Failure to Thrive in the Elderly
Geriatric Failure to Thrive (FTT) is a serious issue that affects between 5% and 35% of community-dwelling seniors and between 25% and 40% of residents who are living in nursing homes. Certain elderly patients develop failure to thrive for reasons that are not clearly understood, but the prevalence of the problem seems to increase with age. Research has shown that failure to thrive is associated with low immunity and higher rates of infection as well an increase is the risk of hip fracture, and decubitus ulcers. For this reason, seniors who experience sudden weight loss, a decrease in appetite, depression, and inactivity should be evaluated by a doctor right away to prevent further progression of the issue.
What is the medical term failure to thrive (FTT)?
Failure to thrive is a term used to describe a general state of decline in elderly patients that’s characterized by profound weight loss, diminished appetite, poor nutrition, and a lack of physical activity. It is not a diagnosis and it is not a disease. Failure to Thrive is rather a set of indicators that can be used by caregivers to recognize that there has been a significant change in the patient’s normal health status. The underlying cause of failure to thrive is not always easy to discover and the syndrome may be caused by a variety of factors that vary from patient to patient.
The development of FTT is particularly serious among populations of people with malnutrition, depression, impaired physical function, and cognitive impairment, but FTT can also impact even the healthiest older adults. When an older adult patient suddenly develops the symptoms associated with failure to thrive, it is often challenging to determine the cause of the problem and for this reason, it’s vital that caregivers take action immediately to see a doctor and report the problem if an elderly patient appears depressed and is losing weight quickly. Caregivers who observe the hallmark signs should not just assume that a lack of appetite, profound weight loss, depression, and lack of physical activity are a natural consequence of the aging process, chronic disease, or even dementia. Even patients with a terminal disease who exhibit symptoms of FTT should be taken to see their doctor immediately should these symptoms arise.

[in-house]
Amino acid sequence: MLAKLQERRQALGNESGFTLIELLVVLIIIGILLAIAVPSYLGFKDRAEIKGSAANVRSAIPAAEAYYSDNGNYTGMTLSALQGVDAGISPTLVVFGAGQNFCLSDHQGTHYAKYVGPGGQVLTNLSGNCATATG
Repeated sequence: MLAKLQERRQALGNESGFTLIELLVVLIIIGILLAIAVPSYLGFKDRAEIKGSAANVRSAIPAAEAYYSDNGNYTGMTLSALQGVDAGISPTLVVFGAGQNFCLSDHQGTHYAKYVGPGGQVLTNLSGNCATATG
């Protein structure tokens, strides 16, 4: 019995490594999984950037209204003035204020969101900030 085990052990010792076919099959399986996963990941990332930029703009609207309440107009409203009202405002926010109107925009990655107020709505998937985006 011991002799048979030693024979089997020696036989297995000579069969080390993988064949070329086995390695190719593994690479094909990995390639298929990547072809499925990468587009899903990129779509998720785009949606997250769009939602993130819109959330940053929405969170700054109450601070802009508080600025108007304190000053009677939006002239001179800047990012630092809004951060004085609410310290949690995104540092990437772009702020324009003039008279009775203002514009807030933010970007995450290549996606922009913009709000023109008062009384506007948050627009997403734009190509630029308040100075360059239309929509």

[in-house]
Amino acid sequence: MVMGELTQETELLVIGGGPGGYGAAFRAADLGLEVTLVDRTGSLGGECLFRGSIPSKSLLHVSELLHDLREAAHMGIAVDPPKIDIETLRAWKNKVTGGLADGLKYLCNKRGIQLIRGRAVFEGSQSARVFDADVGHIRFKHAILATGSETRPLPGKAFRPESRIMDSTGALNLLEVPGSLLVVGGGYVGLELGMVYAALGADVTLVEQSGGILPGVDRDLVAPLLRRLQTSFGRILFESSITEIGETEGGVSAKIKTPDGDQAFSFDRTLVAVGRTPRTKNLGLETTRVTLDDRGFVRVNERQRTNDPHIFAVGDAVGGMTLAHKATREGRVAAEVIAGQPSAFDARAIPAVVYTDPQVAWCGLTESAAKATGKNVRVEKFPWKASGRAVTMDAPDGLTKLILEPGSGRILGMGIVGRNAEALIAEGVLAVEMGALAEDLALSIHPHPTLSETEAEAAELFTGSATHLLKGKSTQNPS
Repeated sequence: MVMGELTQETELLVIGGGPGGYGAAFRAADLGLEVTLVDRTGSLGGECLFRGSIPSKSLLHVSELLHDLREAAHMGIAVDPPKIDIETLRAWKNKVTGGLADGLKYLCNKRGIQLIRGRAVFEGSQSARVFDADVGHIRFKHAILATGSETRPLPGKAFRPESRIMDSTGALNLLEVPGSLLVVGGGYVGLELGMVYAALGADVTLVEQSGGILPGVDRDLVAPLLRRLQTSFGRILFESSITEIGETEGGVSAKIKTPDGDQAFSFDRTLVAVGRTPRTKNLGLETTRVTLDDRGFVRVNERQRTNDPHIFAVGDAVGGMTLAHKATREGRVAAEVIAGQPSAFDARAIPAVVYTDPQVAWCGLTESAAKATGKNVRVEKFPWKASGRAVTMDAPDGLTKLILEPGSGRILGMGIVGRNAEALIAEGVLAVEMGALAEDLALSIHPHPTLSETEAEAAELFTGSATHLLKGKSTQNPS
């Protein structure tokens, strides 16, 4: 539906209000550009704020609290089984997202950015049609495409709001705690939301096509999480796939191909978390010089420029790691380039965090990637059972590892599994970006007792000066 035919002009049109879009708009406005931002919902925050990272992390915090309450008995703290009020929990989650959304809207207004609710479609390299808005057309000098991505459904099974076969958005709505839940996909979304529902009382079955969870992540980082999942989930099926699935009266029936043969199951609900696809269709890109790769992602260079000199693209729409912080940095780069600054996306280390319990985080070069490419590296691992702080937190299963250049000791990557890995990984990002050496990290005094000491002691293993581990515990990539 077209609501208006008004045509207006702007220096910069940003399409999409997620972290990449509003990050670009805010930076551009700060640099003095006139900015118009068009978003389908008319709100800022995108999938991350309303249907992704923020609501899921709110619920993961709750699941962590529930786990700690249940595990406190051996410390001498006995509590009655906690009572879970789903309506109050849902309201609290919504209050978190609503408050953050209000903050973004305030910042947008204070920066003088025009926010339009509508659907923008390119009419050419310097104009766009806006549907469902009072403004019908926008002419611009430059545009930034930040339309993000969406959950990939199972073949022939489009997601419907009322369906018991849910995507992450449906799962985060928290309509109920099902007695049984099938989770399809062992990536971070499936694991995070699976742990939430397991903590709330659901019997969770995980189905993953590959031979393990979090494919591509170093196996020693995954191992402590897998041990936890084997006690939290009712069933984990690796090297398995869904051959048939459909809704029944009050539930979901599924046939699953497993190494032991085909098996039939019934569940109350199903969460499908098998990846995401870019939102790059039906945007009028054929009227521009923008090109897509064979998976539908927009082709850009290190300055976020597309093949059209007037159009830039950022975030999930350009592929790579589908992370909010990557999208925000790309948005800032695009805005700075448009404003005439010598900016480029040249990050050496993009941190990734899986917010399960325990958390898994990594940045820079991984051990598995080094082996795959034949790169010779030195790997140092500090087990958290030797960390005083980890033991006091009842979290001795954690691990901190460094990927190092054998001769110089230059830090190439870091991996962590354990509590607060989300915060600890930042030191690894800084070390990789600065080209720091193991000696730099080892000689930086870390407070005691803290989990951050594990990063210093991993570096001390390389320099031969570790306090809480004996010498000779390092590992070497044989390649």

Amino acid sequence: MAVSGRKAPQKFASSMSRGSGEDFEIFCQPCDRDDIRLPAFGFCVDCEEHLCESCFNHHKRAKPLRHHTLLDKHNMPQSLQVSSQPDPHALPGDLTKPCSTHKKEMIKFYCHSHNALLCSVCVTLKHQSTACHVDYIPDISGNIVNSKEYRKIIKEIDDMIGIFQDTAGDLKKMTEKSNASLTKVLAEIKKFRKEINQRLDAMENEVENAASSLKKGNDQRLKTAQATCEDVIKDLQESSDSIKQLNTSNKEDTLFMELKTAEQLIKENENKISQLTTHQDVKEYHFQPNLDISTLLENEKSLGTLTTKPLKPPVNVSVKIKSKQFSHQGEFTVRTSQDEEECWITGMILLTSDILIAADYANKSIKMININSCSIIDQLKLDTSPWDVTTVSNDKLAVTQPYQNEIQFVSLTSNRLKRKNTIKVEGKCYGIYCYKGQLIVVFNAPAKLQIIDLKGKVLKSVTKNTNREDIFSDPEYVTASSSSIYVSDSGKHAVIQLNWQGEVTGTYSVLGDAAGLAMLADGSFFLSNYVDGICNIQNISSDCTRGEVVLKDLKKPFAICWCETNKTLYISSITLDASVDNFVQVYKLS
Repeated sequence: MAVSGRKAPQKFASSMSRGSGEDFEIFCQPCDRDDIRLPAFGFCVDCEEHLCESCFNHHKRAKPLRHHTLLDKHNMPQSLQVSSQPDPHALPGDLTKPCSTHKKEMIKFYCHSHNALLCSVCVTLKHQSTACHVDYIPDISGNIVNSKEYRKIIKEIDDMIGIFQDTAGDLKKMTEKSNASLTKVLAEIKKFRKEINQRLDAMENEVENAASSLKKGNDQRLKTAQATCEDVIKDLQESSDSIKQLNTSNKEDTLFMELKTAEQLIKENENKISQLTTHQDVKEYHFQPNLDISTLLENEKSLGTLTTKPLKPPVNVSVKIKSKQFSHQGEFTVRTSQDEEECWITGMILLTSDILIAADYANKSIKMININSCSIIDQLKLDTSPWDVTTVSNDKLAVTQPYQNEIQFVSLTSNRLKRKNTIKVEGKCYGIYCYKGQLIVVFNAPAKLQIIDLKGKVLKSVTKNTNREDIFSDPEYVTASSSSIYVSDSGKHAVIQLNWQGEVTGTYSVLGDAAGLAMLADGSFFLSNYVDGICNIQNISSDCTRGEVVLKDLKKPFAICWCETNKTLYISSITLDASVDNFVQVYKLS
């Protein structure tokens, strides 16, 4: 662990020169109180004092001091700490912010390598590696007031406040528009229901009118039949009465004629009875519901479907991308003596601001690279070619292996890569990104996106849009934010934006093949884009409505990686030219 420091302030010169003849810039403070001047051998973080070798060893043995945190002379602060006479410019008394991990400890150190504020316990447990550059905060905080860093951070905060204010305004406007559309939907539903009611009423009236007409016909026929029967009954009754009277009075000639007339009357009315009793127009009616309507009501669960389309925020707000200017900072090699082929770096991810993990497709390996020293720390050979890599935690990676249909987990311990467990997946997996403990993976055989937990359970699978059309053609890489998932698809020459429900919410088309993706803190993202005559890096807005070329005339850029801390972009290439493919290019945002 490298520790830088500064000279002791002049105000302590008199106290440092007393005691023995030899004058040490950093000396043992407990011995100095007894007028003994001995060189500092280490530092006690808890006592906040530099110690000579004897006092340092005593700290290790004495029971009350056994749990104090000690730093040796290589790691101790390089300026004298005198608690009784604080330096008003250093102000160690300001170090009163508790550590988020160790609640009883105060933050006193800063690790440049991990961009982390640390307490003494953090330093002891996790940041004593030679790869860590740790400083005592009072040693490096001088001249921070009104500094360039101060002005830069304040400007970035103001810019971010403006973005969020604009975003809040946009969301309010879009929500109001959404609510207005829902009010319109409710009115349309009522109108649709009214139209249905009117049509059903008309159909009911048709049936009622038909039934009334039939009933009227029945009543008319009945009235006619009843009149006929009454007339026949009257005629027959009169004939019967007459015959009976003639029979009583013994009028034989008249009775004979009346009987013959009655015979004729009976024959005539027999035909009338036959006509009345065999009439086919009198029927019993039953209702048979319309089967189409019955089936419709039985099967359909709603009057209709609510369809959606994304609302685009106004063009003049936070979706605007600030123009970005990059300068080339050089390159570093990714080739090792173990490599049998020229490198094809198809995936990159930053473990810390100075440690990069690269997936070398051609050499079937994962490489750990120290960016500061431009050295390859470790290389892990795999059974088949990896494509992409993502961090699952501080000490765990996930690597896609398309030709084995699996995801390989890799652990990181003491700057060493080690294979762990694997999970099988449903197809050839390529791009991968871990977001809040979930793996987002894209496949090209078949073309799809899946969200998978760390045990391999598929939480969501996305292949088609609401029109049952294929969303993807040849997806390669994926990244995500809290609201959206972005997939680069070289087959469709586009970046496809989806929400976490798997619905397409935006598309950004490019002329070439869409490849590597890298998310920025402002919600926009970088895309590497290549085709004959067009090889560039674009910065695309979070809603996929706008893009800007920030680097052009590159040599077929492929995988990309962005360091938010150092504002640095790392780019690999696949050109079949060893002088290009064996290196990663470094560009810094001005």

What causes failure to thrive in the elderly?
There are a variety of possible causes that underlie the development of failure to thrive. Often the cause is multifactorial. In other words there are multiple contributing factors that work together to bring on the characteristic symptoms of this disorder. Common causes include chronic disease or functional impairments including cancer, chronic infection, stroke, or psychiatric disorders that include cognitive loss. But while some patients who have been diagnosed with cancer or chronic infection may go on to develop FTT, a number of them do not. The factors that ultimately lead to profound weight loss, depression, and lack of activity (the symptoms associated with FTT) may not be identifiable even by doctors who regularly work with patients who have been diagnosed with this disorder.
Health professionals who work closely with elderly populations often view failure to thrive as a syndrome caused by a mix of different issues. Each patient may experience a sudden and significant health decline due to issues unique to their situation, but malnutrition and a lack of exercise along with chronic health problems typically play an important role in the development of FTT. The most popular theory today is that poor physical or mental health sets off a chain reaction that causes the patient to have difficulty eating a proper diet. Malnutrition leads to deficiencies of certain vitamins and minerals which causes the patient’s health to decline even further. As the patient’s nutritional status deteriorates, their health gets worse and the patient eats less and moves around less which further exacerbates malnutrition and depression and so on and so forth.
What increases the risk for FTT in the elderly?